April 1st, 2011 — Homelessness, Rights, San Francisco PD
This article focuses attention on sit/lie citations in the upper Haight and explains how cops are “bundling together” disorderly conduct, public nuisance, open container laws, and others to insure criminal court and jail time. The article cites an alleged act of roguish arrogance (the “scruffy” male defiantly mooning police) in a bid for public support, sketching a caricature of street life that masks the difficult lived reality when one doesn’t have a home–whether this is youth, elders, people from a span of genders, of color or white people, people with mental illnesses or experiences of violence or substance addictions, families or individuals. Berkeley Copwatch on the streets of San Francisco yesterday saw and heard something much different than the facile version of the privileged faux-runaway that is continously deployed in the media as the central target of these citations. We spoke with regular Street Sheet vendors on Van Ness, who have regular followings of folks who stop and talk and purchase the paper to learn the latest budget and other news, and share stories about the weather. These older people–men and women–who come to work every morning to sell their papers and greet folks, often with small folding nylon camp chairs or pillows, are now forced to pace, or sit uncomfortably and warily on the cement, constantly looking over a shoulder to try to spot a cop car on the street so they can stand up quickly if necessary. People that we spoke with have already been issued warnings, and have received $50 tickets which of course they have no means to pay. The sit/lie citations are not limited to the upper Haight.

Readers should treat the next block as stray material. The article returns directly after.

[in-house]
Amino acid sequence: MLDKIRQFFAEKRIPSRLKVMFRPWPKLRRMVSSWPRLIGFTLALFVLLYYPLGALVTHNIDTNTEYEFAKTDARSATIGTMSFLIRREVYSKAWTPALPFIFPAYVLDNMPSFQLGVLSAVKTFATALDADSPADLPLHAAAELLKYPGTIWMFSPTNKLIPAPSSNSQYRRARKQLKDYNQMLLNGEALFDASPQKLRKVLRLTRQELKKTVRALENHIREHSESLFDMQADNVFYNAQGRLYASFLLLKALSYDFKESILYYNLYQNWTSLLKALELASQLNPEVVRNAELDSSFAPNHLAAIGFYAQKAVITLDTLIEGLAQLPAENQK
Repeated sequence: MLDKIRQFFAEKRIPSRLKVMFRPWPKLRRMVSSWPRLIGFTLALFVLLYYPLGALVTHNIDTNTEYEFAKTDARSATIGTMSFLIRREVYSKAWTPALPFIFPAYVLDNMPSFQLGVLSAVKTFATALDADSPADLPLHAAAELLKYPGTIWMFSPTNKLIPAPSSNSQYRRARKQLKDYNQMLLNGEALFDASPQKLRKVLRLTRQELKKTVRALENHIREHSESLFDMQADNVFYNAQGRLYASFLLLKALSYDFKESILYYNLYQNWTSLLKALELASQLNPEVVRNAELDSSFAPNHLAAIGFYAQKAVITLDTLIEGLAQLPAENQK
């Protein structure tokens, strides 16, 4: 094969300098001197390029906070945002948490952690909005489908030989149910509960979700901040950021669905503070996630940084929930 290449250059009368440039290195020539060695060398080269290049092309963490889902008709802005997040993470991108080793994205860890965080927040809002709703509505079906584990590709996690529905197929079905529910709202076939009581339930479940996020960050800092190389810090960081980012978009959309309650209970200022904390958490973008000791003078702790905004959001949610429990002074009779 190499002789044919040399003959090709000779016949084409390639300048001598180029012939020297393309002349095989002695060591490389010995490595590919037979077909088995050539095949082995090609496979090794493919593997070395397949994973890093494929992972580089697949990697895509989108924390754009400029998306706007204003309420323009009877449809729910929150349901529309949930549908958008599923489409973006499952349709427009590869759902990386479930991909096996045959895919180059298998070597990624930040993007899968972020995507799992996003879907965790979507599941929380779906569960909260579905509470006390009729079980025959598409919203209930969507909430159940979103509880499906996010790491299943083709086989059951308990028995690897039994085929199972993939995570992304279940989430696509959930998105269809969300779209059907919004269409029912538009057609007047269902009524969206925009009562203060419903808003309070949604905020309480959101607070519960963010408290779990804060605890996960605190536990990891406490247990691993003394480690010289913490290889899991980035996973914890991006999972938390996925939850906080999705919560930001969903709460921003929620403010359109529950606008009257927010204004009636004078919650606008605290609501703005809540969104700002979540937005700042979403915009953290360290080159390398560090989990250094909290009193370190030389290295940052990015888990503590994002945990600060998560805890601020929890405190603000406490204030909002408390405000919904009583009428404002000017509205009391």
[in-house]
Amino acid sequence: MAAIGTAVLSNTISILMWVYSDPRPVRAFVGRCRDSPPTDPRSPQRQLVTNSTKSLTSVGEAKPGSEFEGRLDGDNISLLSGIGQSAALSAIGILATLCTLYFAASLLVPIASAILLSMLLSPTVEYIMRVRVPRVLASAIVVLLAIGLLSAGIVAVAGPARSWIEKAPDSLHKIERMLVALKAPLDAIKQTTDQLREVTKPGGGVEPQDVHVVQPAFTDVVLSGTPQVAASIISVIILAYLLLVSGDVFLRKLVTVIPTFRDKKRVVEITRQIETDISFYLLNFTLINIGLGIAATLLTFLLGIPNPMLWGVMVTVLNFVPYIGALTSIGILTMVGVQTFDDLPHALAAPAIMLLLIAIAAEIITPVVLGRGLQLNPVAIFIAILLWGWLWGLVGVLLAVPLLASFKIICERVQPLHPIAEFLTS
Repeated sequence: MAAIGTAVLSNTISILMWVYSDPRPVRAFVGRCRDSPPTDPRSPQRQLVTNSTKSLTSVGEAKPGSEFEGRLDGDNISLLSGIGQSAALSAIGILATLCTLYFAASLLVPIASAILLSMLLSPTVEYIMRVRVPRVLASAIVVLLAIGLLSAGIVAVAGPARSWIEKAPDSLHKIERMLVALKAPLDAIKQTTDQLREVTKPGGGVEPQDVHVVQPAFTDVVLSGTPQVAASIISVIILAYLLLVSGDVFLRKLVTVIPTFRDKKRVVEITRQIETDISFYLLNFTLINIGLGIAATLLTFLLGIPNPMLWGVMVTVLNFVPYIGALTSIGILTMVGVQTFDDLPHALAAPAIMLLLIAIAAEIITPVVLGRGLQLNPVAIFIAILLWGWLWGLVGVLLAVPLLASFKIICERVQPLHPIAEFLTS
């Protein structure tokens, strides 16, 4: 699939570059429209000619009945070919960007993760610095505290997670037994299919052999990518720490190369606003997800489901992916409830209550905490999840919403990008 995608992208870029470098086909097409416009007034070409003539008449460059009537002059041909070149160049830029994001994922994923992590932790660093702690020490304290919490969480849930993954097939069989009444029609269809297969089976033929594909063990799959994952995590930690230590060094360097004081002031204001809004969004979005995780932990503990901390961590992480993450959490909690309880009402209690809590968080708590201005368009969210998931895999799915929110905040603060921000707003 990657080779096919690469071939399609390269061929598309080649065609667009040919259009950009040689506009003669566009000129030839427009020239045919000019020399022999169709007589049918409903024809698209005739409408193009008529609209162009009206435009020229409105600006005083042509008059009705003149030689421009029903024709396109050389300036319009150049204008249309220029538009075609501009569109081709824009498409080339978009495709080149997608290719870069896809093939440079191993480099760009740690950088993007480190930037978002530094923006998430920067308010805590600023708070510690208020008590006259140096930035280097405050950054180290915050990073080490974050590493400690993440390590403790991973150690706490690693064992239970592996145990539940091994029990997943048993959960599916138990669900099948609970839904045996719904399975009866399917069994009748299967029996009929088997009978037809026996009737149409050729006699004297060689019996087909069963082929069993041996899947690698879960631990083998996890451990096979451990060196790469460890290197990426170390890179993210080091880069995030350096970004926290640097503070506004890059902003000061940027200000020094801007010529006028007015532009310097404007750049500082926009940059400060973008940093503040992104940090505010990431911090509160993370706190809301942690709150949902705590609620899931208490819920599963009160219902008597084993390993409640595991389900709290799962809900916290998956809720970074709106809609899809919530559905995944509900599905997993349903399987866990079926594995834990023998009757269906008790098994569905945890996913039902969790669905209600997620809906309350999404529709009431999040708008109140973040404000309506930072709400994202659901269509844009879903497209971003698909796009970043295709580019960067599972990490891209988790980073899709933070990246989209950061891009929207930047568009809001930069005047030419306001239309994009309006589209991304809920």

March 23rd, 2011 — Berkeley, Homelessness, Local Law, Rights
From the Committee on Government Affairs, Berkeley Chamber of Commerce
Tuesday March 22, 2011
“The San Francisco ordinance has sparked interest in the Berkeley community to investigate whether similar legislation in Berkeley would be appropriate and/or strategic to making the city’s commercial districts more vibrant places in which to do business.”
March 2nd, 2010 — Homelessness
From the Chronicle:
“It could soon be illegal to sit or lie on public sidewalks anywhere in San Francisco, a law Mayor Gavin Newsom says would make city life safer for pedestrians and merchants, but that homeless advocates and others say would amount to profiling against the poor.
Newsom will introduce two separate versions of a sit/lie law today at the Board of Supervisors. One version would prohibit sitting or lying on public sidewalks in about 20 commercial corridors throughout the city and is modeled on a similar law in Seattle that was upheld as constitutional by the U.S. Court of Appeals.”
In one of the most expensive cities in the US where homelessness is VERY OBVIOUSLY produced by capitalism, they have decided openly that homelessness is illegal. GO TEAM! Why stop there? Why not make it illegal to be unemployed? or just poor? Don’t get me wrong… I understand that they’re working up to it. And, sometimes its hard to tell the difference between the “creative” trust-funders and Google programmers and the REAL social SCOURGE. I’m sure they’ll figure out the details though.
If they really want to “clean up the streets”, I’ve got a proposal: FANCY NEW CONDOS FOR EVERYONE! FIRST OPTION TO THE POOREST AMONG US!
Also, fuck the Chronicle repeating this “thugs” noise. I don’t pretend to believe that they should be “objective”, but seriously!